Trump refusing to concede election 'very disappointing', says Taoiseach

Trump Refusing To Concede Election 'Very Disappointing', Says Taoiseach Trump Refusing To Concede Election 'Very Disappointing', Says Taoiseach
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James Ward, PA

Taoiseach Micheál Martin has said it is “very, very disappointing” that US president Donald Trump is still refusing to concede the 2020 election.

Joe Biden swept to victory in November with more than 80 million votes and took the all-important electoral college by a margin of 306 to 232.

But less than a month before Mr Biden is set to take office, the incumbent still refuses to recognise the result of what he called a “rigged election”.

The Taoiseach said he believes Mr Trump will eventually concede, but that his refusal to do so is setting a bad example for young people.

He said: “It’s very, very disappointing. I think he will concede. I think there’s an agenda perhaps going on, a political agenda, in respect of American politics and people are already thinking of the next election, in terms of the argumentation that’s going on at the moment.


“But I do believe, in any democracy, one should of course accept the election results.”

It’s important for the younger generation watching on that the transfer of power is an honourable one.

Mr Martin added: “It’s important for the younger generation watching on that the transfer of power is an honourable one and one that reflects the enduring nature of out parliamentary democracies.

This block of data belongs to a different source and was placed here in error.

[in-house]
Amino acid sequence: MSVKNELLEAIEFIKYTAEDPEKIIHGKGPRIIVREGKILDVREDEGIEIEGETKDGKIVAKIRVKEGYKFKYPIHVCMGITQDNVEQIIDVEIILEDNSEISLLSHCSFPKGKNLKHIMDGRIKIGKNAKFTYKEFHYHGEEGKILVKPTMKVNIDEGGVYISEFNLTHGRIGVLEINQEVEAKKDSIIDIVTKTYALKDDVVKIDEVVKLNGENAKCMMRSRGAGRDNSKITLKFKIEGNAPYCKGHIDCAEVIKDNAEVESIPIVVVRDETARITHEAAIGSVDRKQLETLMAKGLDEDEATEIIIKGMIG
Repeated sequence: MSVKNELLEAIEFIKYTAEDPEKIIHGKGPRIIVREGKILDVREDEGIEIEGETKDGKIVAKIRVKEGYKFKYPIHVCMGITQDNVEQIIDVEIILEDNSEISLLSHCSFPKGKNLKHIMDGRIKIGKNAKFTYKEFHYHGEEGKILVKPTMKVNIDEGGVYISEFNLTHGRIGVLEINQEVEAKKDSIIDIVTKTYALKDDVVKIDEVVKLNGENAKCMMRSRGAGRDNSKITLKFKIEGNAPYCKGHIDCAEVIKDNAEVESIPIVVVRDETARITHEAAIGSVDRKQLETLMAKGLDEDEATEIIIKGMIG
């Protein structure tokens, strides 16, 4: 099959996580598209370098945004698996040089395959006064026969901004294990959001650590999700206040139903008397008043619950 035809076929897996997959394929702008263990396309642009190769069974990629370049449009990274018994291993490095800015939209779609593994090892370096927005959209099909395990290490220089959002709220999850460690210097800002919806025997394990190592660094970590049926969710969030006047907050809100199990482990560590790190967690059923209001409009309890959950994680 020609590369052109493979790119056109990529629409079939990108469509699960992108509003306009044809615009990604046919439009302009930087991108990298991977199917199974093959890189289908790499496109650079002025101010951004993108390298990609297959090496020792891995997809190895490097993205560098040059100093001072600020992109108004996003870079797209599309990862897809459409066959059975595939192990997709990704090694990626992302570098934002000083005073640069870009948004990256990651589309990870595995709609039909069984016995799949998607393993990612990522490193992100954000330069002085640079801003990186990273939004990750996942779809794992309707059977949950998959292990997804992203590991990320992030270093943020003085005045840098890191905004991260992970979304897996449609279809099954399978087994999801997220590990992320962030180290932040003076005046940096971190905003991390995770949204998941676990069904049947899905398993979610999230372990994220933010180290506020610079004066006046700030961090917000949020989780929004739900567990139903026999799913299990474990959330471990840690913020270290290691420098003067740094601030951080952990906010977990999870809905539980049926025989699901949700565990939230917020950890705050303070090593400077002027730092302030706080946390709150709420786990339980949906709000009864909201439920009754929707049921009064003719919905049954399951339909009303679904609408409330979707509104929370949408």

“I think of our own government in ’32, when Fianna Fáil were in power and the seamless transition from Fianna Fáil which people at the time maybe thought wouldn’t have happened. That’s been a very strong position in our system.

“I think it sets an example for younger people from the older generations that that’s the way it should be, in relation to the transfer of power.”

He went on: “We have great examples in democracies of speeches made by losing candidates.

“In previous presidential elections they were all very gracious. They want to acknowledge the primacy of the ballot box, notwithstanding some very close elections.

“I think that’s the spirit with which this should be handled as well. But I don’t actually think there’s a danger to American democracy.”

Mr Martin has been full of praise for the president-elect since his November victory, describing him as a “friend of Ireland”.

He outlined his belief that Mr Biden will be a key ally in the coming years.

“He has a genuine affection for the country, and he’s a multilateralist at heart. He wants to reset the relationship with the European Union,” he said.

“He has made very clear to me on day one he wants to rejoin the Paris Accord, that he wants to rejoin the WHO.

“And he’s a friend of Ireland, in terms of trade, that he doesn’t want anything in the context of Brexit undermining the Good Friday Agreement.

“I think it will be a very interesting year from a policy perspective – in terms of resetting relations with Europe and hopefully the United Kingdom.

“Basically, marrying the alliance between the US, Europe and the UK, who after all, notwithstanding their differences, have common values in terms of democracy, freedom of speech, and all of that.”

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Mr Martin did not say whether the traditional St Patrick’s Day visit to the White House will go ahead in 2021, as it will depend on the status of the coronavirus.

He said: “It’ll be very dependent on the status of Covid in the United States, internationally and in Ireland.

“When I invited President Biden to Ireland, he said ‘Just try and keep me out’. I thought that was interesting.”

He added: “Yes, I would love to be able to get to Washington DC on St Patrick’s Day, but we’ll have to see where we are in terms of where Covid is.”

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